1. One that wraps. That all the courts of France will be disturb'd With chases.


2. That in which any thing is wrapped. Lord, the house and family are thine,

My arms were pressed to my sides, and my Though some of them repine ;

legs closed together by so many wrappers, that Turn out these wranglers which defile thy seat,

I looked like an Egyptian mummy. Spectator. For where thou dweliest all is Herbert WRATH. 7. 8. {ppað, Saxon; wreden


Danish; tureed, cruel, Dutch.] Anger; To distant climes; then think what certain vere fury; rage.

geance Thou dost the prayers of the righteous seed

His rage may wreak on your unhappy orphan.

Swib. Present before the majesty divine,

Her husband scour'd away And his avenging wreth to clemency incline.

To wreak his hunger on the destin'd prey. Pepe

Spenser. With one fool's head I came to woo,

3. It is corruptly written for reck, to becu;

to care. But I go away with two: Sweet, adieu! I'll keep my oath,

My master is of churlish disposition, Patiently to bear my qurath.


And little breaks to find the way to heav'n I fear, lest chere be debates, envyings, ai raibs, By doing oceds of hospitality. Sbakspears strifes.

Corinthians. WREAK. 1. s. [from the verb.)
He hop'd not to escape, but shun

1. Revenge; vengeance. Obsolete, The present, fearing guilty what his wrath

Fortune, mine avowed foe,

Miltor. Might suddenly inflici.

Her wrathiui wreaks themselves do now allay. Achilles' wrath, to Greece the direful spring

Sferser. Of woes unnumber'd, heavenly goddess! sing. Join with the Goths, and with revengetui war

Pope. Take awreak on Rome for this ingratitude, WRA'THFUL. adj. (wrath and full.]

And vengeance on the traitor Saturnine. Stakst. Angry; furious ; raging.

Some ill's behind, rude swaine, for thee to He cried, as raging seas are wont to roar,

beare; When wintry storm his wrathf. wreck doth That fear'd not to devoure thy guests, and breake threat.

Spenser. All laws of humanes; ove sends therefore Fly froin wrath :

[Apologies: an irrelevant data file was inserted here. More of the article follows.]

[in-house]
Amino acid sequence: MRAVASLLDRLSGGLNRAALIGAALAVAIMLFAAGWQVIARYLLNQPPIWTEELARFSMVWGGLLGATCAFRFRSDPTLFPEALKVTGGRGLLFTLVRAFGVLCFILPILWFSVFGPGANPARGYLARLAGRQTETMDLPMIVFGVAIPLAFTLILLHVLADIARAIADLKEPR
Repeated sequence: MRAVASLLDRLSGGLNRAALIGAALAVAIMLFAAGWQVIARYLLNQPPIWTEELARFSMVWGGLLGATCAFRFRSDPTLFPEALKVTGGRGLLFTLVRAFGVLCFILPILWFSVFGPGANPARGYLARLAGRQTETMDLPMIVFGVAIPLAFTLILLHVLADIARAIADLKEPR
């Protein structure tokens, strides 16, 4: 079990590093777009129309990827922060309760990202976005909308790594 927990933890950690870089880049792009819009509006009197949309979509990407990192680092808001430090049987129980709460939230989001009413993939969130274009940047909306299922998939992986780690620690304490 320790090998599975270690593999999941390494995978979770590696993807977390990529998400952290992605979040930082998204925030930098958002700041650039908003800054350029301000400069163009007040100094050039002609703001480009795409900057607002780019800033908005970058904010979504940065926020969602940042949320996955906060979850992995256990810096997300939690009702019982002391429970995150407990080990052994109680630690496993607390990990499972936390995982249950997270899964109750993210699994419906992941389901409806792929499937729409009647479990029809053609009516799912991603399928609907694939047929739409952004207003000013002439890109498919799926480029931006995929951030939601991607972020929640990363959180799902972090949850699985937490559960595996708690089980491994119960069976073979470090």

Cóapada. Sad be the sights, and bitrer fruits of war, 2. Passion ; furious fit. Obsolete. And thousand furies wait on wratiful swords.

What and if

Spenser. His sorrows have so overwhelm'd his wits, How now? your wrathful weapons drawn! Shall we be thus afflicted in his wreaks,

Shudspeare. His fits, his frenzy, and his bitterness? Sbakspa The true evangelical zeal should abound more

WRE'A KFUL. adj. [trom wreak.) Rein the mild and good-natured affections, than the

vengeful; angry. Not in use.

Sprat. vehement and wrathful pasions.

Call the creatures, WRATHFULLY. adv. [from wrathful.] Whose naked natures live in all the spite

Of wreakful heaven.

Sbakspeare. Furiously; passionately. Gentle friends,

She in Olympus' top

Must visit Vulcan for new arms, to serve her Let 's kill him boldly, but not wrathfully.

wreakful son.


WRE'AKLESS. adj. (I know not whether WRA’THLESS, adj. (from wrath.] Free

this word be miswritten for reckless, froin anger:

careléss; or comes from wreak, reBefore his feet so sheep and lions lay, Fearless and wratbless, while they heard him venge, and means unrevenging.) play.


So fies the wreakless shepherd trom the Folf;

So first the harmless flock doth yield his teece, TO WREAK. v. a. old preterit and part.

And next his chroat unto the butcher's knife. pass. wroke and wroken, now wrecked.

Sbalspegria It is likely that the word wrought, WREATH. n. s. [preoð, Saxon.] which is only used in the past tense, is 1. Any thing curled or twisted.

The wreath of three was made a apreath of originally the preterit of wreak. (præ

five; to these three first titles of the two houses, can, Saxon; wrecken, Dutch; rocken,

were added the authorities parliamentary and German.)


Biasa 2. To revenge.

Clouds began
In an ill hour thy foes thee hither sent, To darken all the hill, and smoke to roll
Another's wrongs to wreak upon thyself. Spens.

In dusky wreaths reluctant flames. Milten Him all that while occasion did provoke

He of his tortuous train Against Pyrocles, and new matter fram'd

Curl'd many a wanton wreath. Milten Upon the old, him stirring to be wroke

Let altars smoak, Of his late wrongs.

Spenser. And richest gums, and spice, and incense roll Pale death our valiant leader hath opprest : Their fragrant weaths to heav'n. Sasith Come wreak his loss, whom bootless ye complain.

2. A garland; a chaplet.

You could pursue

Now are our brows bound with victorious

wreaths, The son of Perops then, and did the goddess

Our bruised arms hung up for monuments. stir

Sbakspears. That villainy to wreak the tyrant did to her.


Dropp'd from bis head, a wreath lay on the ground.

Resceramos. 2. To execute any violent design. This The boughs of Lotos, form'd into a wreath, is the sense in which it is now used. This monument thy maiden beauty's due, On me let death wreak all his rage. Milton.

High on a plane-tree shall be hung to view. He left the dame,

Dryden. Resolv'd to spare her life, and save her shame,

When for thy head the garland I prepare, But that detested object to remove,

A second wreatb shall bind Aminta's hair; To wreak his vengeance, and to cure her love.

And when my choicest songs thy worth proclaim, Dryden.